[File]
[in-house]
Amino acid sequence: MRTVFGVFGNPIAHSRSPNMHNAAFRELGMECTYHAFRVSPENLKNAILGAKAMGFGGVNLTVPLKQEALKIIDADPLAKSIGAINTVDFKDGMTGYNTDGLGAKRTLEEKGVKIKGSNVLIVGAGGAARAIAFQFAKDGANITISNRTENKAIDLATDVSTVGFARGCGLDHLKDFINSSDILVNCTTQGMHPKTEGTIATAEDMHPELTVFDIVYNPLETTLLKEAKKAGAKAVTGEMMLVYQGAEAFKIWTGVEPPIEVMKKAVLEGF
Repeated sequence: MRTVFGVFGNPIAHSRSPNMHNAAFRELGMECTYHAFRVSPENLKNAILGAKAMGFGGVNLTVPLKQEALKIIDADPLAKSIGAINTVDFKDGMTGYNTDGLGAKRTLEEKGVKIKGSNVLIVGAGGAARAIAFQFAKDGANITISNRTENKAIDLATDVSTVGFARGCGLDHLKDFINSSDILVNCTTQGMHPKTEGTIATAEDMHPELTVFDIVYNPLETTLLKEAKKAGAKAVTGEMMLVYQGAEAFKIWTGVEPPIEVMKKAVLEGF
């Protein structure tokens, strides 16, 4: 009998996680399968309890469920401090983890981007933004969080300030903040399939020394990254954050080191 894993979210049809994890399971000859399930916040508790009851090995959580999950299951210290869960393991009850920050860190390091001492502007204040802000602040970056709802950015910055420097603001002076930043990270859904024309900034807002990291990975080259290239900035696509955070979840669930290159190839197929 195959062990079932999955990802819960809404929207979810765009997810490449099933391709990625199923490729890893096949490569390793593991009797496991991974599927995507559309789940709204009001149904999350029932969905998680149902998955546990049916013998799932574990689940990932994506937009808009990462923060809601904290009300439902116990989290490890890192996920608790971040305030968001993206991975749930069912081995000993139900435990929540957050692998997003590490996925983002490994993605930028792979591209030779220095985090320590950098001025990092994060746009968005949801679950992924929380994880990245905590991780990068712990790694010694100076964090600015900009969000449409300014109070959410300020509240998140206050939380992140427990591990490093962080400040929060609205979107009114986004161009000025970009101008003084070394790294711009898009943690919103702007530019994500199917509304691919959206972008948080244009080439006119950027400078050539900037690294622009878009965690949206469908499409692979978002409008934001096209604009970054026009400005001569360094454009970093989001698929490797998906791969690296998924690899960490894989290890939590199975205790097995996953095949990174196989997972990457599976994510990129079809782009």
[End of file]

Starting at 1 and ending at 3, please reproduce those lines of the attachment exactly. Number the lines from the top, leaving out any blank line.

[in-house]
Amino acid sequence: MRTVFGVFGNPIAHSRSPNMHNAAFRELGMECTYHAFRVSPENLKNAILGAKAMGFGGVNLTVPLKQEALKIIDADPLAKSIGAINTVDFKDGMTGYNTDGLGAKRTLEEKGVKIKGSNVLIVGAGGAARAIAFQFAKDGANITISNRTENKAIDLATDVSTVGFARGCGLDHLKDFINSSDILVNCTTQGMHPKTEGTIATAEDMHPELTVFDIVYNPLETTLLKEAKKAGAKAVTGEMMLVYQGAEAFKIWTGVEPPIEVMKKAVLEGF
Repeated sequence: MRTVFGVFGNPIAHSRSPNMHNAAFRELGMECTYHAFRVSPENLKNAILGAKAMGFGGVNLTVPLKQEALKIIDADPLAKSIGAINTVDFKDGMTGYNTDGLGAKRTLEEKGVKIKGSNVLIVGAGGAARAIAFQFAKDGANITISNRTENKAIDLATDVSTVGFARGCGLDHLKDFINSSDILVNCTTQGMHPKTEGTIATAEDMHPELTVFDIVYNPLETTLLKEAKKAGAKAVTGEMMLVYQGAEAFKIWTGVEPPIEVMKKAVLEGF